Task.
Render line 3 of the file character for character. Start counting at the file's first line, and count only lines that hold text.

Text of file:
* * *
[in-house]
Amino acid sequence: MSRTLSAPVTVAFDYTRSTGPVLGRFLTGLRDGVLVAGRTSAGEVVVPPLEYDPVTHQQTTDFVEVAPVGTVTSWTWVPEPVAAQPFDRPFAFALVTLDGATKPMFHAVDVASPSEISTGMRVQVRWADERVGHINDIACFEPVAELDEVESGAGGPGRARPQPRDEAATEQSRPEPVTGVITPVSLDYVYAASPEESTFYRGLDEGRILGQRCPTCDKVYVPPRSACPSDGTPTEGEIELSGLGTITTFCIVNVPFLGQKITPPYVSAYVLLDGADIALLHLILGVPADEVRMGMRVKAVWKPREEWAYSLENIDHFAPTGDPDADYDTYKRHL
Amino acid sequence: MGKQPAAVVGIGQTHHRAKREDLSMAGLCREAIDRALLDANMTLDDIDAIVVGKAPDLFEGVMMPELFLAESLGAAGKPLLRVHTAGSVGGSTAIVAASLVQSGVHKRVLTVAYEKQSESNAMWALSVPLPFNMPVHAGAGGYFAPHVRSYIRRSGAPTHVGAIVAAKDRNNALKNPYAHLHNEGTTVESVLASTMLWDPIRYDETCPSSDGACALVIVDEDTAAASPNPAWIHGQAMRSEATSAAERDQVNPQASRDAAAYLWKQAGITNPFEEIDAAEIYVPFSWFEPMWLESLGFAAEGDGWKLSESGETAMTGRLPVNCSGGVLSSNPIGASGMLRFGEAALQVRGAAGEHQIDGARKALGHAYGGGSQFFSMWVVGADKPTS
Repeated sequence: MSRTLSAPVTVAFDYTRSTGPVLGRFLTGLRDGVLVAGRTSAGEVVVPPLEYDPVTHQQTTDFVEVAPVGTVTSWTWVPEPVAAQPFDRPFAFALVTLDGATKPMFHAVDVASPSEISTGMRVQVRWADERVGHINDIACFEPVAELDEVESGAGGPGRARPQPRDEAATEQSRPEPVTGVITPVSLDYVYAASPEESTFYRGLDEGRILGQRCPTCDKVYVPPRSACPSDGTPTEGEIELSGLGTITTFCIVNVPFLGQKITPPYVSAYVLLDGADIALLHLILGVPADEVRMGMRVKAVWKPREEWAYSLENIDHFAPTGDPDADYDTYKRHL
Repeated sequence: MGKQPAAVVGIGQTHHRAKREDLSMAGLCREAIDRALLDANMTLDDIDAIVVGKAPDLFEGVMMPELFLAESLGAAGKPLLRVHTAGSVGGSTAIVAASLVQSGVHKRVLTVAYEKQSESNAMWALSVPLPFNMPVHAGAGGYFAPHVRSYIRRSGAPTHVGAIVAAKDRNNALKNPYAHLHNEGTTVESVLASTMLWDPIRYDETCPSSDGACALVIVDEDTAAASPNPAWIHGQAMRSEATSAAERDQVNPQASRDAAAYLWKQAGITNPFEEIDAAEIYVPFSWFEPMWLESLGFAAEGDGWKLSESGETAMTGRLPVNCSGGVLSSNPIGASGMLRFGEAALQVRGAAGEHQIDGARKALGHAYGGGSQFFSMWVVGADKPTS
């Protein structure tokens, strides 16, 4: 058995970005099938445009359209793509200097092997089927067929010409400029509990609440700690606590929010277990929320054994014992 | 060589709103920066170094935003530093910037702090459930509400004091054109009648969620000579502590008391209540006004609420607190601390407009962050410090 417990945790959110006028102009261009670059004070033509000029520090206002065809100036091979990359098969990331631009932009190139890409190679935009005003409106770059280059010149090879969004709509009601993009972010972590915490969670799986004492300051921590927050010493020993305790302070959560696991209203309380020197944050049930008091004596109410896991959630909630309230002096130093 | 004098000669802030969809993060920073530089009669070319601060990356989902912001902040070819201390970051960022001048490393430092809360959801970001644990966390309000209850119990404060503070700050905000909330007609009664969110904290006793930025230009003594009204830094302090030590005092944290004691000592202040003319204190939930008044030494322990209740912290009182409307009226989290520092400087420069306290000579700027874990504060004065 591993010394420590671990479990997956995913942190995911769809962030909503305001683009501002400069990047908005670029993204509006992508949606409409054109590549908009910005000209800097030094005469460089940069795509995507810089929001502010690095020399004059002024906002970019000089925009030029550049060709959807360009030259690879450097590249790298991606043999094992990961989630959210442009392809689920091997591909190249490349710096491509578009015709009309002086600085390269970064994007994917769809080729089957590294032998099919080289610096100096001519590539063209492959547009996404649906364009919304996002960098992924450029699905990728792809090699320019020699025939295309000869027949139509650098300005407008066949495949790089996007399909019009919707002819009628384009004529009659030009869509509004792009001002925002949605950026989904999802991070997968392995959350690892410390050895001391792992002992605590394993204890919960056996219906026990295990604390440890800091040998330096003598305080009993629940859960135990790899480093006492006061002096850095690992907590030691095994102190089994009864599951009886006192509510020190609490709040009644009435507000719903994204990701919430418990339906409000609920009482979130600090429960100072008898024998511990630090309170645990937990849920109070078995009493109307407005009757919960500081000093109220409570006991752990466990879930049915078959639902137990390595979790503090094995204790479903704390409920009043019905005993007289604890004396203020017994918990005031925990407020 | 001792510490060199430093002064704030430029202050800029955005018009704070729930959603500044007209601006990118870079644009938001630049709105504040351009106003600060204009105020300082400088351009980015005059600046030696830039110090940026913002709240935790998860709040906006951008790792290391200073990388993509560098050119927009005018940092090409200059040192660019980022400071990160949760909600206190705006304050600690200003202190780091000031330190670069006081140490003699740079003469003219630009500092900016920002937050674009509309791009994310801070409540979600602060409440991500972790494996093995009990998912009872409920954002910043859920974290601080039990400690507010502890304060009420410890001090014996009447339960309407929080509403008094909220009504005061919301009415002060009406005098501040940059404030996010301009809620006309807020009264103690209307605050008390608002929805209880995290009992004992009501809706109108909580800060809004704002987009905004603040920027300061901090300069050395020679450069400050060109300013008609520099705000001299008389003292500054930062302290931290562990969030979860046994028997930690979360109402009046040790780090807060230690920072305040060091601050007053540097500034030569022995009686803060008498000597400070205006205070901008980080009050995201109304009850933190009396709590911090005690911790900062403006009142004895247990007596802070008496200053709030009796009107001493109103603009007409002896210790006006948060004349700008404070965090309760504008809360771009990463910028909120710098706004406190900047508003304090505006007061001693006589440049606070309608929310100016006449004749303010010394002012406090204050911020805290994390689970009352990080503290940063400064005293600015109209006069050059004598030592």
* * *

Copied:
Amino acid sequence: MGKQPAAVVGIGQTHHRAKREDLSMAGLCREAIDRALLDANMTLDDIDAIVVGKAPDLFEGVMMPELFLAESLGAAGKPLLRVHTAGSVGGSTAIVAASLVQSGVHKRVLTVAYEKQSESNAMWALSVPLPFNMPVHAGAGGYFAPHVRSYIRRSGAPTHVGAIVAAKDRNNALKNPYAHLHNEGTTVESVLASTMLWDPIRYDETCPSSDGACALVIVDEDTAAASPNPAWIHGQAMRSEATSAAERDQVNPQASRDAAAYLWKQAGITNPFEEIDAAEIYVPFSWFEPMWLESLGFAAEGDGWKLSESGETAMTGRLPVNCSGGVLSSNPIGASGMLRFGEAALQVRGAAGEHQIDGARKALGHAYGGGSQFFSMWVVGADKPTS